Did you know The Slow Art Day is a global art movement meant to change your mind!? Oh, yes! You may even feel butterflies..
"Many people don't know how to look at art, and love art, and therefore are disconnected from it!”- Phil Terry, American actor and The Man who started this...
Because sometimes things take time to absorb, and when looking at art some may go straight to thinking what the meaning behind it is without taking the time to connect with the piece.
Many details and feelings are lost in the process of rushing! Phil Terry thought of the idea when he spent hours at the Jewish Museum in New York focusing on two abstract paintings by Hans Hoffman and Jackson Pollock.
1. Effervescence, 1944 (Hans Hoffman) by Rocor
The movement helps focus on art the way it should, by observing a painting or sculpture.... for at least 10-15 minutes. After viewing the piece, it's encouraged to have a discussion with your group at the end about the experience everyone had during that time.- As it should!
The impact? This moved many museums and galleries all over the world to participate and host events to set the intention on fire. Every year during the month of April, events strongly focus on The Slow Art Day for an entire day! Bringing back the joy and emotion we are meant to feel!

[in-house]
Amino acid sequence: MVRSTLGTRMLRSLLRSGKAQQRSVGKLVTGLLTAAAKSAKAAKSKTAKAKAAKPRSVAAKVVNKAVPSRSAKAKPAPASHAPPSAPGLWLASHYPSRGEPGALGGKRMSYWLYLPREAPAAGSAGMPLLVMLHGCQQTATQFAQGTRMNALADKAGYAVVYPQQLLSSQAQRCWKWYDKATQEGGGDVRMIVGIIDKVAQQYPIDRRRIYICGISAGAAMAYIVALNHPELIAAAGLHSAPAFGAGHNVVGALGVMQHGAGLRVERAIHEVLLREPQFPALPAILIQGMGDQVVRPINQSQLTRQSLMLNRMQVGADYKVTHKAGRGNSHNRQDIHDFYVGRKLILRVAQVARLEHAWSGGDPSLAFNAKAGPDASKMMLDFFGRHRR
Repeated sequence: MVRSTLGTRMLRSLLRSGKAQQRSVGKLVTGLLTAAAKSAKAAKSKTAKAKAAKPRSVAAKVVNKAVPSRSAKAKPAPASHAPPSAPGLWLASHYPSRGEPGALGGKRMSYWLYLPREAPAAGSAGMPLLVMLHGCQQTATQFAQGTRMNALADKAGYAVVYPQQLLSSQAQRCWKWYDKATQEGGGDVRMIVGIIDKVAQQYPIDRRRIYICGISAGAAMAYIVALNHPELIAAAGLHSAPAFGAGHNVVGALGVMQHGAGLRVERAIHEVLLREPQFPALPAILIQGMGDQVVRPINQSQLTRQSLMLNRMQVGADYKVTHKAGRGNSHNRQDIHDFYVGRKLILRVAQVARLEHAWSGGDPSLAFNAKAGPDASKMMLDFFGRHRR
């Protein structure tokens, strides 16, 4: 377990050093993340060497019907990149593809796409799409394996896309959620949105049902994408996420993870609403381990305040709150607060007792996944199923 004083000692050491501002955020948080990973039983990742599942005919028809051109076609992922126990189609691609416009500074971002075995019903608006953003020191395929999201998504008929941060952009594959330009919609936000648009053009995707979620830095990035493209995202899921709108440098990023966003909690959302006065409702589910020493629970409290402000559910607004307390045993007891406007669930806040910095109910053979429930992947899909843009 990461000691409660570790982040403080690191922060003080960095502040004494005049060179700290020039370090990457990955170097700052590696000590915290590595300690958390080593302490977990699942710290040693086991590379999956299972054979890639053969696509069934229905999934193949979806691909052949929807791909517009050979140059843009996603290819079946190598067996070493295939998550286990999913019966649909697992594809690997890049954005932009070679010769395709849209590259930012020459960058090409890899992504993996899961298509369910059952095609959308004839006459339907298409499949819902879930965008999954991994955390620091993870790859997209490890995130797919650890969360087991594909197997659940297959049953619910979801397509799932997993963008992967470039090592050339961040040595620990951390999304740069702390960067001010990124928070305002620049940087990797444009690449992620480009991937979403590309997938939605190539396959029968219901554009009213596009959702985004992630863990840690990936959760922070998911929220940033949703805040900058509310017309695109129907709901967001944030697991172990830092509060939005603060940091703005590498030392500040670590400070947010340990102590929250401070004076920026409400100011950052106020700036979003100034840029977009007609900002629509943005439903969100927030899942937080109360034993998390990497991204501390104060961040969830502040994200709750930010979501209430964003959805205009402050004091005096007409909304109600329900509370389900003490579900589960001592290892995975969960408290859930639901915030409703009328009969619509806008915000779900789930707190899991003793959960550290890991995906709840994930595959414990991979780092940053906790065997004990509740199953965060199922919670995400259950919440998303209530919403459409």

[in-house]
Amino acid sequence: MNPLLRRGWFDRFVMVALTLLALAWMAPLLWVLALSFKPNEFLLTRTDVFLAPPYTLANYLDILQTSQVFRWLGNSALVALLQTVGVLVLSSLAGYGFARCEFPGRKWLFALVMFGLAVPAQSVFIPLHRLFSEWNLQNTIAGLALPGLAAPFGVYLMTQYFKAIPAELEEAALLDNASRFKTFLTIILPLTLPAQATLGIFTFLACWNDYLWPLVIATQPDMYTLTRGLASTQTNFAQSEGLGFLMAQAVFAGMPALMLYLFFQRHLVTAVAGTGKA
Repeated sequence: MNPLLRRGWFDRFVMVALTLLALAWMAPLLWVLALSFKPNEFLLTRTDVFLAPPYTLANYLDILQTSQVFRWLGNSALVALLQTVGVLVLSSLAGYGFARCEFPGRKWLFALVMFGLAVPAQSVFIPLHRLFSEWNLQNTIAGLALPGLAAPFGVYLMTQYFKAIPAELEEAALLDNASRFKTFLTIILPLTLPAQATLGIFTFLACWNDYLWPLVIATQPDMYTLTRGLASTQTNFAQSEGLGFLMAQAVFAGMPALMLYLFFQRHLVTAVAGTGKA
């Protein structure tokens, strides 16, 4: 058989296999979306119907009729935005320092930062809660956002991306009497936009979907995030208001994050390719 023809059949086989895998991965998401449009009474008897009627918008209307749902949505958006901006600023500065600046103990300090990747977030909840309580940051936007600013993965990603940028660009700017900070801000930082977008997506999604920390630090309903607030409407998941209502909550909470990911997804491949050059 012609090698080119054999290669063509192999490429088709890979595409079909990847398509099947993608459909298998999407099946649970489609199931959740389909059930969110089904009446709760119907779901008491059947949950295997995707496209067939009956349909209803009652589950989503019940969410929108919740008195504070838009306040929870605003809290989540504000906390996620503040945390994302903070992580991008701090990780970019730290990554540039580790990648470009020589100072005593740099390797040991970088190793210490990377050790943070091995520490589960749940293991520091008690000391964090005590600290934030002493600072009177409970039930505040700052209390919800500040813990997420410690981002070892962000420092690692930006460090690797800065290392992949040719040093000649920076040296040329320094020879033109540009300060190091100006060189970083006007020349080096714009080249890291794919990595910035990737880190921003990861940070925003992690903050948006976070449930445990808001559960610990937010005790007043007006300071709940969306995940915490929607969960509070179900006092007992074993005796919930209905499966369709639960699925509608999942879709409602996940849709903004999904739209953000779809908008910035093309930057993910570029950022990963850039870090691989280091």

We dare you to be a part of the Slow Art Day and change your perception of art any day of this Month. Go out and try something new! Art is meant to be loved by you in all the right ways.
Through this movement we ensure your ART experience in this life outgrows.. there is always something meaningful in art.- That connection!
“Your Heart is Next”
Blog Author: Rebeka Valdovinos
Blog Editor: Valeria Llamosa
1) Effervescence,1944 TYujXH-T2Q4wY-9A1L6Y-6cCqDe-GSvsMJ-HhoQD4-2kye15c-9s5tMb-aFqhxF-2kho49X-2k3NKg7-2kpRdtB-2kyNhttps://www.flickr.com/photos/rocor/32429541347/in/photolist-RpFSPe-n3ecFe-Uc By: Recor rocor | Flickr (CC BY-NC 2.0) Creative Commons — Attribution-NonCommercial 2.0 Generic — CC BY-NC 2.0
Summary taken from Wikipedia on Slow Art Day Research.
Inspiration from BBC News Article: https://www.bbc.com/news/entertainment-arts-47699001